Global Skywatch

Ted’s essays

trying to be like a duck

My hands so very tired … I must reduce my demands on them.

I continue to be grateful for the most useful one semester class Sonoma State University sold to me: “Stress Management”. In times like these I often benefit greatly from laying flat on my back, telling tense body parts to “let go”, and getting my mind into the zone.

“Why?”, you might ask.

Our rental became our future home a couple months ago. Our stable lives got real busy.

I canceled my ham licensing study group and the trombone lessons I was giving. Those commitments, I had to admit to myself, were just too much.

The abandoned, unlicensed pair of non-functioning cars and dilapidated trailer are out of our lives. The tailings of electronics, toys, clothing, furniture, goat sheds, rabbit hutches, hot tub and mountain of jetsam have been given, donated, traded and hauled out.

Several pine trees that I considered to be significant fire hazards have been taken down. There are more evergreens I will have an arborist remove to let the winter sun better reach our home and greenhouse. Some of them will go to a local Mom’n’Pop mill for trade, while quite a bit of milled lumber will come back for construction purposes.

We had a deck installed that connects the two entry porches, with an integral ramp to facilitate entry for less able. Three old people now occupy this home. Any one of us could need the easier access in a blink. More accidental than on purpose, the greenhouse will have a ramp entry enabling wheelchair access to the basement too.

I did a little simple, modest finish carpentry in Mom’s closet fully intending to do a finer job someday. That particular someday may be a long time coming. It turned out acceptable to the inhabitants.

The greenhouse stem wall has been poured. The photo is of the footings going in. I have 10 yards of quality compost to mix with topsoil for our greenhouse permanent beds. The dirt has yet to be ordered. The silt barrier fabric to separate the soil from the drain rock underneath it is on the way. The straw to go on top of it is on my shopping list. The bed filling must precede the greenhouse walls so we can use machines to move 8 cubic yards of material instead of shovels and wheelbarrows.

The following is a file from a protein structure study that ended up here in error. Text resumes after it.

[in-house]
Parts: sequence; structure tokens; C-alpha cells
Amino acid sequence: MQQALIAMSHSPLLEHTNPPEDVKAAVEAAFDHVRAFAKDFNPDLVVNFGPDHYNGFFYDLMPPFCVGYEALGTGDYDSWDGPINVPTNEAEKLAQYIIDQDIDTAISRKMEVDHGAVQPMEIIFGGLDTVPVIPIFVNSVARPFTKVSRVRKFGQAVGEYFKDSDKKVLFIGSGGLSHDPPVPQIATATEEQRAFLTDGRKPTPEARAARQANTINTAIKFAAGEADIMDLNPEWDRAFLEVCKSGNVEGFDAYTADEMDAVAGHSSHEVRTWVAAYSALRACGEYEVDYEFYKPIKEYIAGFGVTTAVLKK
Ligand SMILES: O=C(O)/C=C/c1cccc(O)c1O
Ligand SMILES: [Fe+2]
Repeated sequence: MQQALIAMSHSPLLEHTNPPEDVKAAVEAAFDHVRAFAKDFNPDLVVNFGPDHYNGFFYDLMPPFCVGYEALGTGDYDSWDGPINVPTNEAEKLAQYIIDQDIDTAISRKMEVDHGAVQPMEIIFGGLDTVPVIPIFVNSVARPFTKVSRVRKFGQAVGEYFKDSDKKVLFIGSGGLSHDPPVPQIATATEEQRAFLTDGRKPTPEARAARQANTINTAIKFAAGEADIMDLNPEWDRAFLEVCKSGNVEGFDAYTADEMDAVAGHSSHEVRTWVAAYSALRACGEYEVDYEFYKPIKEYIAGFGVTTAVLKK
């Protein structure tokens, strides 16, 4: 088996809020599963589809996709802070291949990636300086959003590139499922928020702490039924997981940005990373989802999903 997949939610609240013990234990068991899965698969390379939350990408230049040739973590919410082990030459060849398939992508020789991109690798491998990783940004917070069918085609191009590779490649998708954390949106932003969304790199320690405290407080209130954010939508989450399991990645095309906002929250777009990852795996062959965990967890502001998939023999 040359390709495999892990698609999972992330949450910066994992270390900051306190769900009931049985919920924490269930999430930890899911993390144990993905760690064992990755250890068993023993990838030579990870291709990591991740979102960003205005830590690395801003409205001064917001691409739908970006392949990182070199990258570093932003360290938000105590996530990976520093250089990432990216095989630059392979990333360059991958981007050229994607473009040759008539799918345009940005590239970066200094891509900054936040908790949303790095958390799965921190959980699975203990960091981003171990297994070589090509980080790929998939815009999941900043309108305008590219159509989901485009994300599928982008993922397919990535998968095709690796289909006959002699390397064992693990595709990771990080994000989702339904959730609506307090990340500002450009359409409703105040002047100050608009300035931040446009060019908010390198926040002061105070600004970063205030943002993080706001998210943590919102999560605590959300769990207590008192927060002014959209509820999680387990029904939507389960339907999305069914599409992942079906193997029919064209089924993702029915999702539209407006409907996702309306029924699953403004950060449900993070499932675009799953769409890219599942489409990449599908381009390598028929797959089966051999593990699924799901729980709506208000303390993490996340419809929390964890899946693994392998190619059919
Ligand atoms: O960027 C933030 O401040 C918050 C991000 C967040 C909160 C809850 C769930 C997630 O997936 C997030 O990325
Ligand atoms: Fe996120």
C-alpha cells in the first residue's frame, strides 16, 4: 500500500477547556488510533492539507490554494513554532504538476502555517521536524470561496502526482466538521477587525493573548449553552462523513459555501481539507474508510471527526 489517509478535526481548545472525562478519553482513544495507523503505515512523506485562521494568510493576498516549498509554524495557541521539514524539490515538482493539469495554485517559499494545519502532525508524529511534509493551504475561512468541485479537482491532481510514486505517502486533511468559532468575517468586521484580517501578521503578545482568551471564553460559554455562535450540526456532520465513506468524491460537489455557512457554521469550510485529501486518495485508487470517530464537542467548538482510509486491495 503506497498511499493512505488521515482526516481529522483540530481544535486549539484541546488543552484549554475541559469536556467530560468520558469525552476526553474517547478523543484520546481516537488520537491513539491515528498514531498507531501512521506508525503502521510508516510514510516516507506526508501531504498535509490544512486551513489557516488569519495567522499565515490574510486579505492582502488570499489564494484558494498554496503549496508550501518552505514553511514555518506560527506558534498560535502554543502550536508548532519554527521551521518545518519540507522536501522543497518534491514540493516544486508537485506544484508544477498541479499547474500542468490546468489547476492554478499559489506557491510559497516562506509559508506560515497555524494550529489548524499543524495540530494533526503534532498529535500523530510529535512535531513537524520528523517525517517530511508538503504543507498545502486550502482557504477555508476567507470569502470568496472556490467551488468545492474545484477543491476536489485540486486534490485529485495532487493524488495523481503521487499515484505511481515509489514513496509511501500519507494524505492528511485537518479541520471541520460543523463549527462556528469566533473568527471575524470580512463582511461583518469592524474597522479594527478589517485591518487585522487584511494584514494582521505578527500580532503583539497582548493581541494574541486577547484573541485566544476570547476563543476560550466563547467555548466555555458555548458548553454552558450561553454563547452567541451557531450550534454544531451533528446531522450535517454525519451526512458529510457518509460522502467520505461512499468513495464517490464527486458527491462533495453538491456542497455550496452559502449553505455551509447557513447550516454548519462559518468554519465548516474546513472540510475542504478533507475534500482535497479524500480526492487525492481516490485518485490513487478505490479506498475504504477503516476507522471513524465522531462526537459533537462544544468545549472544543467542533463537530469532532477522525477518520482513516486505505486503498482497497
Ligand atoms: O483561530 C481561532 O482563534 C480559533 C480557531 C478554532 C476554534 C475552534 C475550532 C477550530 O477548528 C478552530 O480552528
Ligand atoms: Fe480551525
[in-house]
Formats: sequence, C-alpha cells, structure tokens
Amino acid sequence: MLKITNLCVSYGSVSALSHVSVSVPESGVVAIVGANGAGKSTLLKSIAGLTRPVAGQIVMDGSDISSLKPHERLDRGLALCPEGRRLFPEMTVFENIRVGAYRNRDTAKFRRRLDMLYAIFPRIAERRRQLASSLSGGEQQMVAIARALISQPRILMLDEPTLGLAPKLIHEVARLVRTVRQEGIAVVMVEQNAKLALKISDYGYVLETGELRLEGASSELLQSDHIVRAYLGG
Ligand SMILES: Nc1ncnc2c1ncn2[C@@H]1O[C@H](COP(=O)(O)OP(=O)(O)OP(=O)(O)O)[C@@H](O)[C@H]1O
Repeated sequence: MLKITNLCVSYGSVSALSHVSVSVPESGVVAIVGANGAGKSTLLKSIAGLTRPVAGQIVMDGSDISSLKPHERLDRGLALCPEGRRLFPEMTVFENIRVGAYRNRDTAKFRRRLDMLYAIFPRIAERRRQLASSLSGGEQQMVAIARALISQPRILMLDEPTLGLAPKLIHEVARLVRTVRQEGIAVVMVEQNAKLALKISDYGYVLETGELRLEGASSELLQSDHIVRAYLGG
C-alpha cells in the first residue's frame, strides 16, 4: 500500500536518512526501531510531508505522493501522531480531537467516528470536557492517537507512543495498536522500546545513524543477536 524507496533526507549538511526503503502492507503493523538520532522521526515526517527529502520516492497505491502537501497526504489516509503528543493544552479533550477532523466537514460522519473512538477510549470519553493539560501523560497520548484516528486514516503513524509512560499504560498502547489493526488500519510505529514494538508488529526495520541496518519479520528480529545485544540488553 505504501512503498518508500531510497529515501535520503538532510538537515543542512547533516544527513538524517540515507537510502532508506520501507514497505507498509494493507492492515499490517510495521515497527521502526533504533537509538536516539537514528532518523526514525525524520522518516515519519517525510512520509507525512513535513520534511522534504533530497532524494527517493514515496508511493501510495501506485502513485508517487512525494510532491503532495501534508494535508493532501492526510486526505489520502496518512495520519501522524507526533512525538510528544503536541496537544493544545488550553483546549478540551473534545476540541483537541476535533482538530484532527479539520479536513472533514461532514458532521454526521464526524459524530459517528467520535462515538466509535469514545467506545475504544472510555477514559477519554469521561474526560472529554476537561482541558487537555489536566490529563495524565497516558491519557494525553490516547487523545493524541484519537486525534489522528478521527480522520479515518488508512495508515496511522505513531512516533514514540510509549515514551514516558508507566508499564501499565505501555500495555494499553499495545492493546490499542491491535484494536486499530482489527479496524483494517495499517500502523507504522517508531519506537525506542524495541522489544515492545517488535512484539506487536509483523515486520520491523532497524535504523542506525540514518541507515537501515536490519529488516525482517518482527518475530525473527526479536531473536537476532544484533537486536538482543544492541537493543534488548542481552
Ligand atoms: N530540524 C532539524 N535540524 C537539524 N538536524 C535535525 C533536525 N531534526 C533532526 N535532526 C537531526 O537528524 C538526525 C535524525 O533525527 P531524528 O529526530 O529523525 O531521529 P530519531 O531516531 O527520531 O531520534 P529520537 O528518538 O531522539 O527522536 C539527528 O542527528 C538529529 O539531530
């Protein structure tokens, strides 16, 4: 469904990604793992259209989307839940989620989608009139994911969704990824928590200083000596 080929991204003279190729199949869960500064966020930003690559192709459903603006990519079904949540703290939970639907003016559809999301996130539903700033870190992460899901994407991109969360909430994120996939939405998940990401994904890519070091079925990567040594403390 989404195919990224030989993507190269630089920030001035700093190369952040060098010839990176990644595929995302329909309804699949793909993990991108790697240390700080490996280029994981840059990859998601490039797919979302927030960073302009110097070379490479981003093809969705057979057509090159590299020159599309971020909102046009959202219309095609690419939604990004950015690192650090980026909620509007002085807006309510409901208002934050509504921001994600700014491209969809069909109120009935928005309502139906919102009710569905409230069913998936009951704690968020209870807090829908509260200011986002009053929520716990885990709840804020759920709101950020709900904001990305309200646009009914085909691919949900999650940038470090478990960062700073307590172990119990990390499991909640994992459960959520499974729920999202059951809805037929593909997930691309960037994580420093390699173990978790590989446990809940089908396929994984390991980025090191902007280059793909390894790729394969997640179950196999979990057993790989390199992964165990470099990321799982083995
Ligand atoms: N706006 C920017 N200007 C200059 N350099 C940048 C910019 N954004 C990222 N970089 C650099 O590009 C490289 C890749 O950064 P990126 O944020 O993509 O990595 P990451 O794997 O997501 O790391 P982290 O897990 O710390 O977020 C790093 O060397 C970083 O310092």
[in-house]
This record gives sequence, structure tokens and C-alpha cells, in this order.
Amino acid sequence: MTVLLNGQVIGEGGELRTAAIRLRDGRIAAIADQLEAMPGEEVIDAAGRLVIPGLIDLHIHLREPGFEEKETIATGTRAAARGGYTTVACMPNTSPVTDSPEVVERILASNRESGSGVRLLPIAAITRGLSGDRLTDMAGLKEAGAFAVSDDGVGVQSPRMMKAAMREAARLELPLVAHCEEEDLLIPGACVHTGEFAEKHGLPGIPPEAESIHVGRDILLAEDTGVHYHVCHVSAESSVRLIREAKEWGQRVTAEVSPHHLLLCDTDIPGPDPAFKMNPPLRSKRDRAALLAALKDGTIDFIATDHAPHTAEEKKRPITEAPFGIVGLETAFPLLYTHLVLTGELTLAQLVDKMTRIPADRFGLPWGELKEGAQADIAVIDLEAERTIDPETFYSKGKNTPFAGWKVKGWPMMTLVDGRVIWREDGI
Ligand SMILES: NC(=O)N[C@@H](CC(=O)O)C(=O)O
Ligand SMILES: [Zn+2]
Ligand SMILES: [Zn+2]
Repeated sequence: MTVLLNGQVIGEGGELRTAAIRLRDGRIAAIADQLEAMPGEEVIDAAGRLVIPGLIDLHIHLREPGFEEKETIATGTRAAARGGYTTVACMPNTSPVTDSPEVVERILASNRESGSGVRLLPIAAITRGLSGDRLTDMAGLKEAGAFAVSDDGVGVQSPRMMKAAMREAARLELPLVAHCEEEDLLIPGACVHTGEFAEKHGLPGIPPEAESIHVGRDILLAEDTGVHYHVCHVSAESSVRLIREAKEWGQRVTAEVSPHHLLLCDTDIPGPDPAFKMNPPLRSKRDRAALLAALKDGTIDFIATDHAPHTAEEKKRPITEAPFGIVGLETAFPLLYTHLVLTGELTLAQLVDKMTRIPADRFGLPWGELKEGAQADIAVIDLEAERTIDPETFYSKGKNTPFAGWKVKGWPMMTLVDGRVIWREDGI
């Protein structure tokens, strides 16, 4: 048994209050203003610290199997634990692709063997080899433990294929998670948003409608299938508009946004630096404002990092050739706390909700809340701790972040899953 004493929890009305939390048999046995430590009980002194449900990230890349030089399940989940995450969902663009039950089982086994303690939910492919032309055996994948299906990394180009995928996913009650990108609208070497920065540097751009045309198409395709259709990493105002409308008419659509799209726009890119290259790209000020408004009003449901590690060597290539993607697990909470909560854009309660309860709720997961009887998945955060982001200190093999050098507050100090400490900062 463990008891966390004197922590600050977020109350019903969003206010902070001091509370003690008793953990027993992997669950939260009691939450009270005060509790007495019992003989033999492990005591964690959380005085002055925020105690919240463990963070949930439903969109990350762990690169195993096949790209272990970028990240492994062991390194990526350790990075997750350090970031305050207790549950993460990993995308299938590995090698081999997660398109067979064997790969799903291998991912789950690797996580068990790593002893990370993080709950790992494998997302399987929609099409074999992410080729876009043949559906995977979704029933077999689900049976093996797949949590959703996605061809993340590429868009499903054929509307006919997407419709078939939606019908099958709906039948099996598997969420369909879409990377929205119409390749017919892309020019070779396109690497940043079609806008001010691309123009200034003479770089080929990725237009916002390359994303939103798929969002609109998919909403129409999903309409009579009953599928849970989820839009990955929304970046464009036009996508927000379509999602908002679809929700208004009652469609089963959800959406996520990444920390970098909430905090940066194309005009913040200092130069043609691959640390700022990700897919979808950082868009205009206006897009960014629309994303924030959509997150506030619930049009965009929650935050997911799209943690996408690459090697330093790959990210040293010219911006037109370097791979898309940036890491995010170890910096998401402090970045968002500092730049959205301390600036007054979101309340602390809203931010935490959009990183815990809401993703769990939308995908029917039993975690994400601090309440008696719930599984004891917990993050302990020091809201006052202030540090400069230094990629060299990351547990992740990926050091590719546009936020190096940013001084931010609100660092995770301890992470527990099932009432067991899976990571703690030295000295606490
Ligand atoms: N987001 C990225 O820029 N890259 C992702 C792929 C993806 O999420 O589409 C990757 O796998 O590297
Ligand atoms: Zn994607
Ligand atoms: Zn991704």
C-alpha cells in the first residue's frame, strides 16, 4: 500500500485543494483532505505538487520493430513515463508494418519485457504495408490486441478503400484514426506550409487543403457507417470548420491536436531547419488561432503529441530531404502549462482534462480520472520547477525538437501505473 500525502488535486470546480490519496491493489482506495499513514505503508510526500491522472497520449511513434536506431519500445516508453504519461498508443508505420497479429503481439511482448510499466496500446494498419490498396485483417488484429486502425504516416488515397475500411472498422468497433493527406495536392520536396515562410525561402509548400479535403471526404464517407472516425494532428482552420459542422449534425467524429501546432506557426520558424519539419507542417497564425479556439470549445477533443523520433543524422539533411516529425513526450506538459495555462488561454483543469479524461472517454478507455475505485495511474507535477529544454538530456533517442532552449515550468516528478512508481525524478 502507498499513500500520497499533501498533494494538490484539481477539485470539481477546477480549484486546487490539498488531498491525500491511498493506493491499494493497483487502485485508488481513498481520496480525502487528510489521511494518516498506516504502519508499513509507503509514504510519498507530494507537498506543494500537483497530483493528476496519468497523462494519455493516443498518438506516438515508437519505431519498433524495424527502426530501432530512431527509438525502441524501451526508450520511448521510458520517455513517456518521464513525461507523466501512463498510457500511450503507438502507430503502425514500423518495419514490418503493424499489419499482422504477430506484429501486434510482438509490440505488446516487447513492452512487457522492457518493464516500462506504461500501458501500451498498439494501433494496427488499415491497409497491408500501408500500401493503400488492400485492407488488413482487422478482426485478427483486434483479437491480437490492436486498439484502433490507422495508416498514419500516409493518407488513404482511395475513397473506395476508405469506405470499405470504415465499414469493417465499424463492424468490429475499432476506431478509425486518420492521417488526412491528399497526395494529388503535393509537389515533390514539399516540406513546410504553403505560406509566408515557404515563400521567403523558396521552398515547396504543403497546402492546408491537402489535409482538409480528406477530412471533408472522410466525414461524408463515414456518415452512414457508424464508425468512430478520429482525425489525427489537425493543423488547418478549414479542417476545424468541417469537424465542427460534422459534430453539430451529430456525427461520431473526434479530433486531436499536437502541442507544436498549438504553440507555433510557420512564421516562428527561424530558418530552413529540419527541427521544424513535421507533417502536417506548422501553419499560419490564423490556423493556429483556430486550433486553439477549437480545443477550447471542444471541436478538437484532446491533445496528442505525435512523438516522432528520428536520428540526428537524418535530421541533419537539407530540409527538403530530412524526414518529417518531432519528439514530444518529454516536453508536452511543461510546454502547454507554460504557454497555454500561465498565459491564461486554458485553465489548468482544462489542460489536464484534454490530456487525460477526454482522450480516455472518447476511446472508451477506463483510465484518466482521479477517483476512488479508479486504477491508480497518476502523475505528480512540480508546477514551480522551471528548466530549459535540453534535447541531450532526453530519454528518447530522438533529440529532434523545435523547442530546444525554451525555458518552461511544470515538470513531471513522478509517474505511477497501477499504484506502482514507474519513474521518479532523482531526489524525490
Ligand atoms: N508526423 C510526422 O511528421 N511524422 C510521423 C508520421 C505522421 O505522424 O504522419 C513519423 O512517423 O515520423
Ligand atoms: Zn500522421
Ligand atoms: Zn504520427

Carport shed roof supports stand naked next to the garage. The lumber and roofing material has been delivered. I have a contractor working on this and the Greenhouse construction.

Snow brakes are on the schedule. The roof design sloughs off dangerous drifts in front of the entries. Brakes are much more practical than roof redesigns.

Our food pantry has been moved … well, mostly. The kitchen hardware is in a similar position with much here and quite a bit yet to make the trip.

The broken power pole has been replaced before it let us down.

My needed creek crossing repair FAR EXCEEDED even my most imaginative expectations. I stumbled across a young man who LOVES rockwork and turned our utilitarian culvert setup into a very attractive feature.

Scrounged materials have turned into a design for a FedEx/UPS delivery cabinet. Delivery drivers do not pass through gated entries unless they know you well. I want our mail orders to be less exposed to weather and passerbies. This project is also being contracted out to my hardscaping guy.

Cable phone and high-speed, unlimited INTERNET are in and working like a dream.

Drainage culvert has been unburied with catch basin dug; logs protecting basin and culvert entrance.

1,000 gallon propane tank has been refilled. New gas range is on the way.